What could a man do if the entire banking industry suddenly made it impossible for him to continue doing business because they stopped giving loans to his customers? David Fishwick, a short, balding powder-keg of a man, decided he would simply create his own bank — the “Bank of Dave.” It was an instant success, with hundreds of people in Burnley, England lining up down the block to give him $1.8 million worth of business the first day. But it took a lot of scrappy fighting to get there.
Railing against the big banks, Fishwick’s public rants – sometimes profane, always amusing – led to his own Channel 4 TV series called, “Bank of Dave.” The series followed his frustrating efforts to open a community bank in his hometown, 200 miles north of London. The show made fun of the rules and regulators in the UK– and made Dave into a national hero.
Though Fishwick cusses like a sailor, he exudes movie star charisma and can instantly sum up populist anger over banks and their tight-fisted policies.
“[Bankers] gambled away billions of pounds of our money and we bailed them out with billions more,” Fishwick told the Daily Mail. “And they still pay themselves obscene bonuses and refuse to lend money to businesses fighting for their lives. It’s disgusting.”
By selling minibuses, Dave became a self-made millionaire before his 30th birthday. Happy to run his small business, Fishwick never set out to become a banker or a celebrity. But that all changed when the recession hit in 2008.
His customers couldn’t get loans to buy his buses because big banks were sitting on their money, afraid to take the risk of offering loans. It made no sense to Fishwick, who knew his customers and knew they would make good on their debt. The banks were essentially damaging his business, so he thought, ‘Why don’t I just lend the money myself.’
When he tried to get a banking license, regulators told Fishwick he didn’t have the right education, or even the right parentage, to qualify, and said he would go to prison if he used the words “bank” or “deposit” in his business plan. A ‘Dave and Goliath’ showdown was in the making.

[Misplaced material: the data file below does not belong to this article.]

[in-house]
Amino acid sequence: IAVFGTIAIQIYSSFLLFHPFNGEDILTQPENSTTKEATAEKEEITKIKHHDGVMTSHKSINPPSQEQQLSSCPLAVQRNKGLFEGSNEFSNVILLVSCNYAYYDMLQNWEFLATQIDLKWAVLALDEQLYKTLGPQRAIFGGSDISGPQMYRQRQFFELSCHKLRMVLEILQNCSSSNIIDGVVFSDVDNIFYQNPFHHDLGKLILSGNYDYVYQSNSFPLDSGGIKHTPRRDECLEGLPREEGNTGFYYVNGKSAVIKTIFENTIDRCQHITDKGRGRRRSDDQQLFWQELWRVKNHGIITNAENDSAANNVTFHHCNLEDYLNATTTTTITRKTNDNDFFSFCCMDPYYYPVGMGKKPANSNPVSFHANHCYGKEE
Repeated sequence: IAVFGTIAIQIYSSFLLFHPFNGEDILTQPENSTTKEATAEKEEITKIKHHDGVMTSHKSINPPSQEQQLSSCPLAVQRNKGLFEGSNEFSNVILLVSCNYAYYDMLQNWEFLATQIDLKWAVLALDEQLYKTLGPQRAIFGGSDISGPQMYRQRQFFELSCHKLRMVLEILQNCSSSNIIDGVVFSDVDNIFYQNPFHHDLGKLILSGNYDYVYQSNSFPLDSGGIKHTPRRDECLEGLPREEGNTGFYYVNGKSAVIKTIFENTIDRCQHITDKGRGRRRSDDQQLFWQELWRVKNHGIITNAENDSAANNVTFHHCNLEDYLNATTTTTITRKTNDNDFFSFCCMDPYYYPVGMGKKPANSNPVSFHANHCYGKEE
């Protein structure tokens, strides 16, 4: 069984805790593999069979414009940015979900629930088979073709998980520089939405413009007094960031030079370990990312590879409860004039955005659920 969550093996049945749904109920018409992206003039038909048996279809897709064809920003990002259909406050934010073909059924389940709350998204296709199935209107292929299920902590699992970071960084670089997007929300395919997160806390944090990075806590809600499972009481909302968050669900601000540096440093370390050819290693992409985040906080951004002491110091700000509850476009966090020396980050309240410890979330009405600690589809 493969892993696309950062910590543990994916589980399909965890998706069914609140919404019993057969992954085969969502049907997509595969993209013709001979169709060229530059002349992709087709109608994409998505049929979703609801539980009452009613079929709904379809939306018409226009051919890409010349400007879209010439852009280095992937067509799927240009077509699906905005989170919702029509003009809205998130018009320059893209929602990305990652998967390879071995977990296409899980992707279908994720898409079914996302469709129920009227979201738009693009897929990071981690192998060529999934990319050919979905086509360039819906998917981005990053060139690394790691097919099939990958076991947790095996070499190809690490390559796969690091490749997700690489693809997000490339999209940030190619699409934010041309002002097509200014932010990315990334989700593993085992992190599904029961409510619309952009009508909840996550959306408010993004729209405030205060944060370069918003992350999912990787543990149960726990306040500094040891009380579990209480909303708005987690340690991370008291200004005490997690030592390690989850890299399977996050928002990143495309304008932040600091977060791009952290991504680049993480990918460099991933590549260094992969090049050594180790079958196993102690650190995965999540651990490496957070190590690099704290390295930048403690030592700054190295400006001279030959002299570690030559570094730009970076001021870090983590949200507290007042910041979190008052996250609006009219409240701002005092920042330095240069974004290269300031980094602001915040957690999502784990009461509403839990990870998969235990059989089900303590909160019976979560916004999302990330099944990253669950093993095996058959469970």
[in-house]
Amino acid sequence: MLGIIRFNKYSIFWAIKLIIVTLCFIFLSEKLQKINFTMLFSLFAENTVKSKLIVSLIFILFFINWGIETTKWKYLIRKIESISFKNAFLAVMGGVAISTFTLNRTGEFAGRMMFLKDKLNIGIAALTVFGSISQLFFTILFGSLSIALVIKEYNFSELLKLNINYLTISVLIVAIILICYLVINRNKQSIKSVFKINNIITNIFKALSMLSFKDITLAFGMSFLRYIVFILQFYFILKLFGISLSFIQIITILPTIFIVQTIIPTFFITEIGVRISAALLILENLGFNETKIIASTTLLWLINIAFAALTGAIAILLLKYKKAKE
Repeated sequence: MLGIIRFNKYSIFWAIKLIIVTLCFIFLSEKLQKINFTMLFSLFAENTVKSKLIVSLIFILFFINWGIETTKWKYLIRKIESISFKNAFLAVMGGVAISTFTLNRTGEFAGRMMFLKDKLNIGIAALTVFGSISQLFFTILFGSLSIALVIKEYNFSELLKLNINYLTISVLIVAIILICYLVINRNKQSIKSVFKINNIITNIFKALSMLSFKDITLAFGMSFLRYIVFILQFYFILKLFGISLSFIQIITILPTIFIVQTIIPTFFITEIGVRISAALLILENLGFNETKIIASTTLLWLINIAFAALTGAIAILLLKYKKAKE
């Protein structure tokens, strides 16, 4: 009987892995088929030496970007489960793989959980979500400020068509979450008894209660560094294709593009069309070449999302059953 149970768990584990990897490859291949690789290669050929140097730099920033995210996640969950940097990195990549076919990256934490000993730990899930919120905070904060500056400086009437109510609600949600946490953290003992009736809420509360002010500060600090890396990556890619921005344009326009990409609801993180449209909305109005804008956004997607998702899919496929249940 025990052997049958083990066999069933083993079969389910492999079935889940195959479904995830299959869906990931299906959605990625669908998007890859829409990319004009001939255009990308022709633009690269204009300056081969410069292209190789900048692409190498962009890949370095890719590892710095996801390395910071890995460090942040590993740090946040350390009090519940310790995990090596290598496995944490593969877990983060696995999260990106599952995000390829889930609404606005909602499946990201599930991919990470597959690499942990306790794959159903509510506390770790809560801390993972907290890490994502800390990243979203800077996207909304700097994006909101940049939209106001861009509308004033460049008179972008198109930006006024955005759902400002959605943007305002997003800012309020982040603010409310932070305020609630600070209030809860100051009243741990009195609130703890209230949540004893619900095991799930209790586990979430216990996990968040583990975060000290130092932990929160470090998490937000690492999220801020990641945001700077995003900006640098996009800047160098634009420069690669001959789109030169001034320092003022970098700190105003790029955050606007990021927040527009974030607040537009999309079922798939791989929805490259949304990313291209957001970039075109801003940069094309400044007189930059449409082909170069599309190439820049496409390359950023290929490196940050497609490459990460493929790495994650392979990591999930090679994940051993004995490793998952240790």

By challenging the policies and layers of red tape, Fishwick’s crusade finally led to changes in banking regulations. He was allowed to set up Burnley Savings and Loans in 2011 and he cheekily avoided prison for his use of the word ‘bank’ by using it as an advertising slogan, “You can Bank on Dave.”
One-upping the English financial institutions in almost every way, his S&L pays 5% return on savings accounts. He offers lower interest rates on loans–– from 8.9% to 14.9%, instead of the typical 17.4% to 29%. Most definitely, he doesn’t pay himself bonuses. In fact, all profits from his Savings and Loan go to charity.
Thanks to Fishwick, it is now easier for such community institutions to crop up in other towns and cities around the UK. Nearly seven years after he launched his bid to open a bank, he’s been told he’ll actually receive his license sometime later this year. Then, maybe he’ll change the name to simply, “Bank of Dave.”
Yet, he is not done crusading on behalf of the little guy. He’s now going after predatory lenders and pay-day loans in a new TV series, “Loan Ranger” and he’s working on yet another series with Channel 4 that will focus on property law in the UK.
Back in the 1970s, comedian Steve Martin joked that if you’re going to start a bank, “You’ve got to give it the right name. It’s gotta be something big and strong like ‘Security First Trust and Federal Reserve’ … because nobody’s gonna put their money in ‘Fred’s Bank.’”
But in the UK, people fed up with High Street bankers now have good reasons to be confident in a bank simply called, Dave’s.
(WATCH an RT news report, and Dave’s own clip below) / Story tip from Men In Blazers
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